Considering the fragility and the sensitivity of the skin area, is Botox a recommended option?
How Safe is Botox when Applied to the Upper Lip for Smoker's Lines?
Doctor Answers 23
Botox for smoker's lines
Maybe I am just a chicken but I much prefer filler for smoker's line. I just think that Botox in that area is too risky. Even a little over injection can really cause a problem with a crooked smile or even trouble eating or speaking.
I inject the individual lines with filler and then do just a little filler along the vermillion border. I really love Prevelle for this area but most patients want a longer lasting filler such as Restylane or Juvederm. If you have Botox, make sure you go to someone who really, really knows their anatomy.
Botox to Lips...
Depending on the severity of the wrinkles on your lips, Botox is a great option. Many patients like the result of the mild plumping and the relaxation of pursing the upper lip. If it is your first time the sensation can be a little strange. I always encourage my new patients to try it twice before they decide they don't like it. Reasoning behind this is because the first time is aways 'wierd'. Some patients may feel a little tingling for a few days, drinking out of a straw or whistling a made much more difficult. Saying "P's" and "B's" are sometimes hard. And caution with drinking red wine in a white dress! =0)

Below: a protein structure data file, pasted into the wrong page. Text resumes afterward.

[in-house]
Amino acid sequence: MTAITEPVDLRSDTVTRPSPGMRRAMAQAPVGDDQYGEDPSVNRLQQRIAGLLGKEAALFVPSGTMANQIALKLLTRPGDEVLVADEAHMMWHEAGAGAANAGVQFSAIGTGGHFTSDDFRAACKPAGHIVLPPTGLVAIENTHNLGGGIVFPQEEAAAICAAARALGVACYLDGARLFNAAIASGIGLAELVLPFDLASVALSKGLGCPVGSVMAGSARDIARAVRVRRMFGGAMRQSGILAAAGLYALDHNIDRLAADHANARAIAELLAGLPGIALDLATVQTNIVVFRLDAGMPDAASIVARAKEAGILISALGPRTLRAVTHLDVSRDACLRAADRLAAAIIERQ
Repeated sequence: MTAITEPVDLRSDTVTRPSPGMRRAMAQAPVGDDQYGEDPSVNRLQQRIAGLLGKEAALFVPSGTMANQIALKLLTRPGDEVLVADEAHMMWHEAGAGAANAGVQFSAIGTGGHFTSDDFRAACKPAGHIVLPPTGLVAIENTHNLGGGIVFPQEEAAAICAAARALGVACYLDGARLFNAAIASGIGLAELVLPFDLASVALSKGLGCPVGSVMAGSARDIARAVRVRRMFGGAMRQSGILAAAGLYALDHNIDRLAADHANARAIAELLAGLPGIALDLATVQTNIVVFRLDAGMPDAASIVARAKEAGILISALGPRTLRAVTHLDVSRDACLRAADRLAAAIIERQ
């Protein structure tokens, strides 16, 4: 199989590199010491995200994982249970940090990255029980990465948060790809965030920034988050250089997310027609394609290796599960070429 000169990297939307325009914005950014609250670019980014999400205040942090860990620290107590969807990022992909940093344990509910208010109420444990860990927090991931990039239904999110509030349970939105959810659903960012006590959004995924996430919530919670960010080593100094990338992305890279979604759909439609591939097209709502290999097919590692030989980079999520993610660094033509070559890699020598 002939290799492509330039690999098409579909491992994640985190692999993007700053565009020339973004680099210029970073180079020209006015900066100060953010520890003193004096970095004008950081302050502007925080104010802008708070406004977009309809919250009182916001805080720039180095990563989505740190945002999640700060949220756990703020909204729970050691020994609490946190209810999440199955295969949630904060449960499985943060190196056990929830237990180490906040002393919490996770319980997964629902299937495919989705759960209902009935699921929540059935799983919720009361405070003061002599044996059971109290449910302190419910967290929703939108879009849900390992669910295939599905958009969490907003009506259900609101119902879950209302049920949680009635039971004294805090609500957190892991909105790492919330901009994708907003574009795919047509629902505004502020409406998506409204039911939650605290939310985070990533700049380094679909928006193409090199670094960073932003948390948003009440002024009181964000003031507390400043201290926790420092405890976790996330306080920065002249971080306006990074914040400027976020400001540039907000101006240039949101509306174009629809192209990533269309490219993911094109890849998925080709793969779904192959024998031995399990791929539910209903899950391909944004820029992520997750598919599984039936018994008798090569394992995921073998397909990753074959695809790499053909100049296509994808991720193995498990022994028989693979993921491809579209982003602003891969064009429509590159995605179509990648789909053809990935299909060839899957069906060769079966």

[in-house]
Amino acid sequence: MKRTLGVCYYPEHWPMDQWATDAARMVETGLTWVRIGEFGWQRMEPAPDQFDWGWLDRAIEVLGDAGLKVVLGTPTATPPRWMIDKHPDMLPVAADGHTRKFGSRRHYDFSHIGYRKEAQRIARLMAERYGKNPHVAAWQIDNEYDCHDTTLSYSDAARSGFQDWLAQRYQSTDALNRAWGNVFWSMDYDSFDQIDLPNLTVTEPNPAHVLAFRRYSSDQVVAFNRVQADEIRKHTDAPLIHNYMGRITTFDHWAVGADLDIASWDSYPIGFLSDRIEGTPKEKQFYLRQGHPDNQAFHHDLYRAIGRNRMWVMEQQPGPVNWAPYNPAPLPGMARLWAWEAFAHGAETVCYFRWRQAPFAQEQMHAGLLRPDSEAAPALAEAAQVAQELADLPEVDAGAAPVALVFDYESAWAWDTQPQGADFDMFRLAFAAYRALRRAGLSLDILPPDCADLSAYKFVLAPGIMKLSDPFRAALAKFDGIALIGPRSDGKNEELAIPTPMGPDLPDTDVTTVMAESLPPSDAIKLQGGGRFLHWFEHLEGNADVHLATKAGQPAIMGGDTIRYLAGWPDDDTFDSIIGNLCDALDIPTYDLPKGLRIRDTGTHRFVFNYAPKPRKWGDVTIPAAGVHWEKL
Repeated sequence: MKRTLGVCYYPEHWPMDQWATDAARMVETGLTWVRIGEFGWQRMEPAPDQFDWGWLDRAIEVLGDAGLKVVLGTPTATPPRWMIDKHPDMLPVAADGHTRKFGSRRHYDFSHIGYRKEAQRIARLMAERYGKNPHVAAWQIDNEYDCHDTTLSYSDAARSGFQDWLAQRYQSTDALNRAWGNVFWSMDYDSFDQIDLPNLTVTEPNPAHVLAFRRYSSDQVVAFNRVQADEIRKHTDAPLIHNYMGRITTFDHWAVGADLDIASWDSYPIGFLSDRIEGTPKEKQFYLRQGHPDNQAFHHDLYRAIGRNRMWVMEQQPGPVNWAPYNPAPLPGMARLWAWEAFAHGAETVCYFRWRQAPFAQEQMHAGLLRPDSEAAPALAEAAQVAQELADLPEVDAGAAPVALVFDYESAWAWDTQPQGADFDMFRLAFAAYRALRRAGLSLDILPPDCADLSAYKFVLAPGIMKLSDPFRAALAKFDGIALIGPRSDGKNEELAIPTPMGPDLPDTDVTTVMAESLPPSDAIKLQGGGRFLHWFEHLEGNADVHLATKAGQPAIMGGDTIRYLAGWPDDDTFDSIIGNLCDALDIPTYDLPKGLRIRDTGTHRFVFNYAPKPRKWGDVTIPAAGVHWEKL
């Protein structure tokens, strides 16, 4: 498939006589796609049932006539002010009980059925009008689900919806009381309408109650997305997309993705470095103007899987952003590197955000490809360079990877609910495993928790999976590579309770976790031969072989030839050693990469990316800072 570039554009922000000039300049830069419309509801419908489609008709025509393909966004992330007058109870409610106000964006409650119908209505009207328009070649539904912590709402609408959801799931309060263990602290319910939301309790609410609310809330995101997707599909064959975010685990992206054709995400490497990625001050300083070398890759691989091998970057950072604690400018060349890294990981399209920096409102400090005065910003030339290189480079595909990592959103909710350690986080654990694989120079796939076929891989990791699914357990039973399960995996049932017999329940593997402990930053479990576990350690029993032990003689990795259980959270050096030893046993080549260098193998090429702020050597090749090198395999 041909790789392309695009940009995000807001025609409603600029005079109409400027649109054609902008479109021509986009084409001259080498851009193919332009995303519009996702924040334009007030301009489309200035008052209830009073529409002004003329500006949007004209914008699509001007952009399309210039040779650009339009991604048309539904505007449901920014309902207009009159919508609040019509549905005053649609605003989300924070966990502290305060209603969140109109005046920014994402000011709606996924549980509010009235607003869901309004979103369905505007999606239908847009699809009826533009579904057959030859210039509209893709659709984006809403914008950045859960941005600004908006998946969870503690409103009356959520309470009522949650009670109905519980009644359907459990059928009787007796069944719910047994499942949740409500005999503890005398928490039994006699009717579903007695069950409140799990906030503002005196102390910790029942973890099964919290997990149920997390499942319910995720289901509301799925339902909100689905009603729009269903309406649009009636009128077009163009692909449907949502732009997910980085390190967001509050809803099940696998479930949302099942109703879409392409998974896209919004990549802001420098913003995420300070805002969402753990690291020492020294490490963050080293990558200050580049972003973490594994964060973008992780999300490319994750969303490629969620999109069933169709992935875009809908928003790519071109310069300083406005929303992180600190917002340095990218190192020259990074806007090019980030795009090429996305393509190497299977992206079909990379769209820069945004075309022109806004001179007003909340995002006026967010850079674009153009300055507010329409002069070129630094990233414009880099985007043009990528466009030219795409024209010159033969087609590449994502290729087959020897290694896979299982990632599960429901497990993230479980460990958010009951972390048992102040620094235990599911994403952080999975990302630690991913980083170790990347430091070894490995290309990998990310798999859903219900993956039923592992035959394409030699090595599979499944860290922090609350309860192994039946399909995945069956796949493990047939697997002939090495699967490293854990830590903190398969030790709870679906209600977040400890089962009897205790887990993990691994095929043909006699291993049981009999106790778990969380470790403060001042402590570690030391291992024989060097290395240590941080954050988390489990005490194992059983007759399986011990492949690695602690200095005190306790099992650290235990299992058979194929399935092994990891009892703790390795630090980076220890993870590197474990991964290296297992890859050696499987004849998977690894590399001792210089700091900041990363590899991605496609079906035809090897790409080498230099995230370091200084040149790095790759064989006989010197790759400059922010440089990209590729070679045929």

You have to retrain yourself and keep in mind that your upper lip muscle is relaxing, so dribbling when brushing your teeth is not uncommon until you get used to your 'new mouth'.
The majority of patients love this technique if done correctly. If you need more than just Botox to your upper lip, your provider will recommend a filler to help aid in the wrinkles. This with Botox work beautifully as well!
Dr. Grant Stevens
The best way to treat smoker's lines in the lips
In my opinion, hyaluronic acid fillers such as Juvederm and Restylane are the treatment of choice for fixing smoker's lines in the lips. Neuromodulators such as Botox, Dysport, or Xeomin can be added, if necessary, to relax particularly strong lip muscles or prolong the results from fillers.